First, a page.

Grab opportunities and rethink priorities
The flurry of activity that swept across the North West has come to an end with the thoroughly miserable weather we’ve had over Easter and the days that followed. Thankfully most crops have had a dose or two of fertiliser, though I’m not expecting them to win top prize for utilisation percentage!
The flurry of activity that swept across the North West has come to an end with the thoroughly miserable weather we’ve had over Easter and the days that followed. Thankfully most crops have had a dose or two of fertiliser, though I’m not expecting them to win top prize for utilisation percentage! The weather stifling the progress adds complexity to the agronomy of crop production, and opportunities have to be grabbed and priorities re-thought.
T0 is days away on the most forward crops – will the ground be in a condition that farmers will be prepared to travel on? We all know little direct yield benefit can be had when targeting Septoria at this timing, but that in the wet west it can help in the event of a delayed T1. What we shouldn’t forget is the other jobs we do at this time which can bare great importance to building harvestable yield, growth regulation/manipulation, and trace element nutrition. Few of us will be surprised to note that manganese has cropped up as low in recent tissue analysis of cereal crops, but Boron has also been identified in numerous occasions as being low. The sooner potential yield limiting factors can be identified & understood the quicker we can act and rectify without too much off-piste work.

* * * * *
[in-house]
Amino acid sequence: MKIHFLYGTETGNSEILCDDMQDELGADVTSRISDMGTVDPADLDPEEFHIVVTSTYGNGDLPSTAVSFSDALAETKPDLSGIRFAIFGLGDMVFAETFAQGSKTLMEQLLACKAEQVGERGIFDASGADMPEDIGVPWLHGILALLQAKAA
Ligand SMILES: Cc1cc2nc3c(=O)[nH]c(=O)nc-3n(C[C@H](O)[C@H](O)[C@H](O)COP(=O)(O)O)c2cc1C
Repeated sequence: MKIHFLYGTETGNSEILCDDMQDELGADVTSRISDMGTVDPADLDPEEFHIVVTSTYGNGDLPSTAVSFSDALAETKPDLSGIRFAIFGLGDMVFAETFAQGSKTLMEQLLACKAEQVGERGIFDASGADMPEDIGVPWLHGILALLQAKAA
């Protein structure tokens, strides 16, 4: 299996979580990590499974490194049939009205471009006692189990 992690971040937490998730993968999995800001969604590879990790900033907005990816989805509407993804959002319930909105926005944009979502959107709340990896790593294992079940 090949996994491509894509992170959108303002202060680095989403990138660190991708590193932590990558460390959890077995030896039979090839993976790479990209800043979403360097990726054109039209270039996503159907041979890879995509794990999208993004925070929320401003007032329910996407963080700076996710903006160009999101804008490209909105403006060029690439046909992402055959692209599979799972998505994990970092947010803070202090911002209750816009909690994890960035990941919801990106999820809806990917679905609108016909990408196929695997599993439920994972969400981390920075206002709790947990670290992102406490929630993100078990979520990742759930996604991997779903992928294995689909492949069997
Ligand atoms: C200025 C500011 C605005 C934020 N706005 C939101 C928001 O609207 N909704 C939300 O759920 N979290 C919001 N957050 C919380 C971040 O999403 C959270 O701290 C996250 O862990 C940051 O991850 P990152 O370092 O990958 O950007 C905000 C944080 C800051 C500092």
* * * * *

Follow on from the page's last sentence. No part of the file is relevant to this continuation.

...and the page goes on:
OSR is continuing to make progress at green bud and many crops are carrying a lot of disease. This will need addressing as soon as possible, most likely with prothioconazole.
Precious little spring crops have been planted and none established. Seed rates will need to be reviewed and stocks perhaps prioritised in some areas – at the expense of not drilling others that won’t contribute to profit. From our own trials we have seen establishment as low as 50% on heavy soils, which is a difficult number to swallow, but could be common place this season.
I’m currently awaiting results for N-min samples for successive maize ground which has been carpeted with manure for many years. Many are under the impression some muck and DAP to start it will provide enough Nitrogen for the plants life cycle, but do not forget it is the plants ability to access that nutrition when it demands it that is the important factor. This is where foliar applied polymer-urea nitrogen with its high utilisation percentage and scorch free, slow release properties can benefit the crop greatly.